In the hectic, stressful setting of an operating room, it can be easy to lose track of the dozens of surgical items—needles, scissors, retractors, sponges — used in a patient during a typical surgery. And indeed, each year 4,000 cases of retained surgical items are reported, the majority of these retained items being sponges.

Smooth operating

Technological solutions are being put in place to protect patients from this easy-to-make, but potentially devastating medical error.

“Bar codes are used on everything from breast milk to patients’ wrists. Almost 50 percent of honor roll hospitals and academic medical centers now use bar code technology on their sponges.”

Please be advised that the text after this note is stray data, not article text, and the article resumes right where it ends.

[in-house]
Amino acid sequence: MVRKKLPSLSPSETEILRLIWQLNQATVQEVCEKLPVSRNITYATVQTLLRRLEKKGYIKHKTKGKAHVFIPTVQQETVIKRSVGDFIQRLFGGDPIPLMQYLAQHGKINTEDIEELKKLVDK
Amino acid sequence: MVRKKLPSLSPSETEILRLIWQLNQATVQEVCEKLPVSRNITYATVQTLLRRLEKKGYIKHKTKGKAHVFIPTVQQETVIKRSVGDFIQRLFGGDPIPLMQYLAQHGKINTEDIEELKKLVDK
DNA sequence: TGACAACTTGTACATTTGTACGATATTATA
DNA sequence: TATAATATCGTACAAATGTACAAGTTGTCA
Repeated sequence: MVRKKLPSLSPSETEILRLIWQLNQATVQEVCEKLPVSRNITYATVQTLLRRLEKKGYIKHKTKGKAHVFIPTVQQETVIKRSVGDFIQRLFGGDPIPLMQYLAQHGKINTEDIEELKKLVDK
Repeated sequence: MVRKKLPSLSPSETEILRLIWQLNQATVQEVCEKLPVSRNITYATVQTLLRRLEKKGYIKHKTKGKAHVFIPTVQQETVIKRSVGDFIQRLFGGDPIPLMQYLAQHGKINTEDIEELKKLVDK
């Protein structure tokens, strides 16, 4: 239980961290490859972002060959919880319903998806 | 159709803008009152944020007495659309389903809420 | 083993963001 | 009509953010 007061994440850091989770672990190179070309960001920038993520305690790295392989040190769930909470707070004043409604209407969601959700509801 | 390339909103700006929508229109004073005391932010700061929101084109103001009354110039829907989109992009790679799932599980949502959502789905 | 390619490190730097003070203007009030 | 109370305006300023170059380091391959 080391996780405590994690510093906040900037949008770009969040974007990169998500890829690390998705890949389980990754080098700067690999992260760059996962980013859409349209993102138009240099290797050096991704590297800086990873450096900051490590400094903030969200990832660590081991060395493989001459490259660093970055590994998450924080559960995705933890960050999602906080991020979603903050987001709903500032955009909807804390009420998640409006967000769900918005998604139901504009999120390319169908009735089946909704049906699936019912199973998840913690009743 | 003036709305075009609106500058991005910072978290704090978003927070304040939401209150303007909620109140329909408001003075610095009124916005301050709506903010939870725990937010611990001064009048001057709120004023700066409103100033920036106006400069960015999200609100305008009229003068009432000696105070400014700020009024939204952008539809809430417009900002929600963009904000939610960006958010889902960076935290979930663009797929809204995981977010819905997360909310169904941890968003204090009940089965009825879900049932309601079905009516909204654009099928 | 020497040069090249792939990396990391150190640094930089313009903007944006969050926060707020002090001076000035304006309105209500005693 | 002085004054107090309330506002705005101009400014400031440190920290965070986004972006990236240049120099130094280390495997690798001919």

Radiofrequency tags can be sewn into the sponges and then the patient “wanded” to locate any errant sponges. The simplest technology, however, is much more familiar.

Bar codes

“Bar codes are used on everything from breast milk to patients’ wrists,” explains Bill Adams of SurgiCount Medical. Attaching a bar code to each sponge and scanning the sponges as they go in and come out of the patient is an almost foolproof way of keeping up with sponges.

“Almost 50 percent of honor roll hospitals and academic medical centers now use bar code technology on their sponges,” says Adams.